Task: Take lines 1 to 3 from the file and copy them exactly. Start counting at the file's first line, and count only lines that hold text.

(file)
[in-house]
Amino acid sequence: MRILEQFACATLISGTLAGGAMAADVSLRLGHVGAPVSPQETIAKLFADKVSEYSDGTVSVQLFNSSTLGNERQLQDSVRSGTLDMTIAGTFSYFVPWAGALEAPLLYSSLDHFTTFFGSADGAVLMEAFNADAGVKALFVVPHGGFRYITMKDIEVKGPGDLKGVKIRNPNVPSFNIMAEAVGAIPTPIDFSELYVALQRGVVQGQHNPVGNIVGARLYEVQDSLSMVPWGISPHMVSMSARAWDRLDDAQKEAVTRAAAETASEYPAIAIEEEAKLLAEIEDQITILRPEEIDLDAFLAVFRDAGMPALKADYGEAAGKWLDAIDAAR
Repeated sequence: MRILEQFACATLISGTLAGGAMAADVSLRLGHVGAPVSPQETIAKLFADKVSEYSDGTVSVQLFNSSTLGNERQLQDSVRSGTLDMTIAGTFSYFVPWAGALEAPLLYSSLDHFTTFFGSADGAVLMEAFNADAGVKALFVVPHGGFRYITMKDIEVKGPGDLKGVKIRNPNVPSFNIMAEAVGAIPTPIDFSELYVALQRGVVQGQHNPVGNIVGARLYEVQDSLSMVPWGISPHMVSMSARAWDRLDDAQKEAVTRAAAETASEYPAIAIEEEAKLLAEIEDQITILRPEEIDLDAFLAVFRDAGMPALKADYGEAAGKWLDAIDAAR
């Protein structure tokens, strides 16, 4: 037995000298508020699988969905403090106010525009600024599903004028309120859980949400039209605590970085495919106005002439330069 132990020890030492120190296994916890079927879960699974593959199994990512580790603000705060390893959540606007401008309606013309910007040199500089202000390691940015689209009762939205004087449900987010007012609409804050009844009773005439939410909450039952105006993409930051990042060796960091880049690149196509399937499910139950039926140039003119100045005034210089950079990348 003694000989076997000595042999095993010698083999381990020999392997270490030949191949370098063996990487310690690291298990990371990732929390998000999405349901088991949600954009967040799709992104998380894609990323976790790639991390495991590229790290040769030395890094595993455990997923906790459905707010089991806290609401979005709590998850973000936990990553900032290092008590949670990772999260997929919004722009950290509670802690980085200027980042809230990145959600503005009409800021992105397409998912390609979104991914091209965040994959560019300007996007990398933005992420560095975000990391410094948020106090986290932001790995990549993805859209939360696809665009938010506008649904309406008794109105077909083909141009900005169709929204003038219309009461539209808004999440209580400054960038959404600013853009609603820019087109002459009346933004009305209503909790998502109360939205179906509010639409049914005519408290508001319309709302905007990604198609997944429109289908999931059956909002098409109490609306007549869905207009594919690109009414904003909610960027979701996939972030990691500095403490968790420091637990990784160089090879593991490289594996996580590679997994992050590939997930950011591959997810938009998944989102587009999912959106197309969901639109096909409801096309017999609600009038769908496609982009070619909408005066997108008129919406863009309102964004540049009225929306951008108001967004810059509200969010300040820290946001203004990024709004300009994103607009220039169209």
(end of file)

[in-house]
Amino acid sequence: MRILEQFACATLISGTLAGGAMAADVSLRLGHVGAPVSPQETIAKLFADKVSEYSDGTVSVQLFNSSTLGNERQLQDSVRSGTLDMTIAGTFSYFVPWAGALEAPLLYSSLDHFTTFFGSADGAVLMEAFNADAGVKALFVVPHGGFRYITMKDIEVKGPGDLKGVKIRNPNVPSFNIMAEAVGAIPTPIDFSELYVALQRGVVQGQHNPVGNIVGARLYEVQDSLSMVPWGISPHMVSMSARAWDRLDDAQKEAVTRAAAETASEYPAIAIEEEAKLLAEIEDQITILRPEEIDLDAFLAVFRDAGMPALKADYGEAAGKWLDAIDAAR
Repeated sequence: MRILEQFACATLISGTLAGGAMAADVSLRLGHVGAPVSPQETIAKLFADKVSEYSDGTVSVQLFNSSTLGNERQLQDSVRSGTLDMTIAGTFSYFVPWAGALEAPLLYSSLDHFTTFFGSADGAVLMEAFNADAGVKALFVVPHGGFRYITMKDIEVKGPGDLKGVKIRNPNVPSFNIMAEAVGAIPTPIDFSELYVALQRGVVQGQHNPVGNIVGARLYEVQDSLSMVPWGISPHMVSMSARAWDRLDDAQKEAVTRAAAETASEYPAIAIEEEAKLLAEIEDQITILRPEEIDLDAFLAVFRDAGMPALKADYGEAAGKWLDAIDAAR